Since the deal was signed on 24 November 2013, the US Congress has been debating means by which sanctions against Iran can be increased despite the deal saying that there would be no more sanctions for at least six months. If such a bill is passed, Obama has threatened to veto it.

Veto or not – and Obama’s power to veto is limited – the stand-off clearly shows how much support Israel has in Congress amongst both Republicans and Democrats, much of it as a result of intensive lobbying by the Israelis and their US lobby groups. Such support would quickly translate into supporting Israel fully in the event of Israel deciding to make a pre-emptive strike against Iran. Any hesitation that Congress has had about weather or not to support sanctions would instantly evaporate and be quickly replaced with an all but unanimous call for the US military to go all out to support Israel and approve war against Iran.

Friday, December 13, 2013


Norman Podhoretz, often regarded as one of the Godfathers of neoconservatism, has a piece in the Wall Street Journal calling for the bombing of Iran. In it he argues that the alternative is to accept that Iran will get a nuclear weapon and that it will be used against Israel despite the certainty of Israel launching a devastating retaliatory nuclear strike that would destroy Iran. He writes:

…that the prospect of being annihilated in a retaliatory nuclear strike, which had successfully deterred the Soviets and the Chinese from unleashing their own nuclear weapons during the Cold War, would be ineffective against an Iran ruled by fanatical Shiite mullahs.

He then goes on to quote a fellow neoconservative, Bernard Lewis, who in 2007 wrote:

…mutual assured destruction is not a deterrent, it is an inducement. We know already [from the Iran-Iraq war] that they do not give a damn about killing their own people in great numbers… They are giving them a quick free pass to heaven and all its delights.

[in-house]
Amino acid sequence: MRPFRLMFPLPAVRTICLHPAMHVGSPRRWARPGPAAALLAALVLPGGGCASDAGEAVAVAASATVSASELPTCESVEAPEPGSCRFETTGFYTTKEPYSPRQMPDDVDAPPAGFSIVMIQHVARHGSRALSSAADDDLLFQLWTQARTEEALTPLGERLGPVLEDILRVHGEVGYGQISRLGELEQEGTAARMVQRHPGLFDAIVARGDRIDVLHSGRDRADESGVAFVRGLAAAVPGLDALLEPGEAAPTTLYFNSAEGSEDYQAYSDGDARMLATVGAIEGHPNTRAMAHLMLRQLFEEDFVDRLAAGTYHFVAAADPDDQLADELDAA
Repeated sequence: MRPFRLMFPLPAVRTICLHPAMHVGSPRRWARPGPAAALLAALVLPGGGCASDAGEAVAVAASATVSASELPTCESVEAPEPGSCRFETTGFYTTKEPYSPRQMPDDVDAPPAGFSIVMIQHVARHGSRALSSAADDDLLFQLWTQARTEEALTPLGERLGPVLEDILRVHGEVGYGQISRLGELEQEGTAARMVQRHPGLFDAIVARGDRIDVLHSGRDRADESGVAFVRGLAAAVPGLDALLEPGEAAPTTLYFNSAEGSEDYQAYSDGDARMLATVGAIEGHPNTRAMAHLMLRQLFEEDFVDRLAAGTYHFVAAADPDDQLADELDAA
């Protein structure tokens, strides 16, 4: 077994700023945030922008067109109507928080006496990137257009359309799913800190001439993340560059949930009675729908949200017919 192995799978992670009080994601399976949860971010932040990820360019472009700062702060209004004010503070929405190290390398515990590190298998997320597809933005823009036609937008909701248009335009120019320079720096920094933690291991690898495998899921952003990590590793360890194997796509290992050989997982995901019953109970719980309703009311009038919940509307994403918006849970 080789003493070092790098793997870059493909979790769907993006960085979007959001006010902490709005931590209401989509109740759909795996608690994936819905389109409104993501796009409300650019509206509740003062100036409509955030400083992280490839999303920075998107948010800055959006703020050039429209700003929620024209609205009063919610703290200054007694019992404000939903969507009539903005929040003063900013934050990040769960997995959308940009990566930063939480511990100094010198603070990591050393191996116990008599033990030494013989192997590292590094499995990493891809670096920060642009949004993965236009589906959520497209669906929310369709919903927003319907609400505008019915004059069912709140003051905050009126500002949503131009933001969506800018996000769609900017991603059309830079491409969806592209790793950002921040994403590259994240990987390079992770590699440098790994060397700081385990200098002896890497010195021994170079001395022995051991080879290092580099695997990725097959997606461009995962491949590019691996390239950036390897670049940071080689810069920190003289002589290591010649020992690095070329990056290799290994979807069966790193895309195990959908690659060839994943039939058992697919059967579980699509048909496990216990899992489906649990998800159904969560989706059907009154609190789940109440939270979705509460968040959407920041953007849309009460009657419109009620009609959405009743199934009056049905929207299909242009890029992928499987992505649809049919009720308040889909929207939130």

This is a complete furphy. What both Lewis and Podhoretz – and, indeed, all those that argue that Iran is some kind of nihilist state – fail to understand is that Iran is exactly the opposite; it is a survivalist state. The state did not ‘kill their own people in vast numbers’ but, rather, vast numbers of Iranians volunteered to sacrifice their lives in order to defend their country from annihilation by Iraq and ensure its survival. Why then would Iran risk annihilation at the hands of Israel?

This is not the first time Podhoretz has called for the bombing of Iran. In 2007, toward the end of the George W. Bush presidency, Podhoretz hoped to persuade Bush to take on Iran before he left the presidency by writing an article in Commentary magazine entitled “The Case for Bombing Iran”.

In this fear-mongering piece of nonsense Podhoretz repeats the lie that the then Iranian President, Mahmoud Ahmadinejad, had threatened to ‘wipe Israel of the map’. (In fact Ahmadinejad was quoting Ayatollah Ruhollah Khomeini who, in 1980, had actually said: ‘This occupation regime over Jerusalem must vanish from the arena of time’.) Podhoretz goes on to claim that it is Iran’s intention to dominate, not just the entire Middle East, but, according to Podhoretz:

He has a larger dream of extending the power and influence of Islam throughout Europe, and this too he hopes to accomplish by playing on the fear that resistance to Iran would lead to a nuclear war.

Iran, of course, has moved on and has a new far more conciliatory president who is willing to talk with the West (much to the annoyance of Israel and their neocon supporters) and who insists that their nuclear program is about developing nuclear energy for peaceful purposes and not for building bombs – a notion supported by the fact that there is not one piece of hard evidence showing otherwise.

While Iran has moved on, Podhoretz, clearly, has not. The world can only hope that Netanyahu, who obviously is on the same page as Podhoretz, has advisors that have the good sense to ignore Podhoretz’s ravings.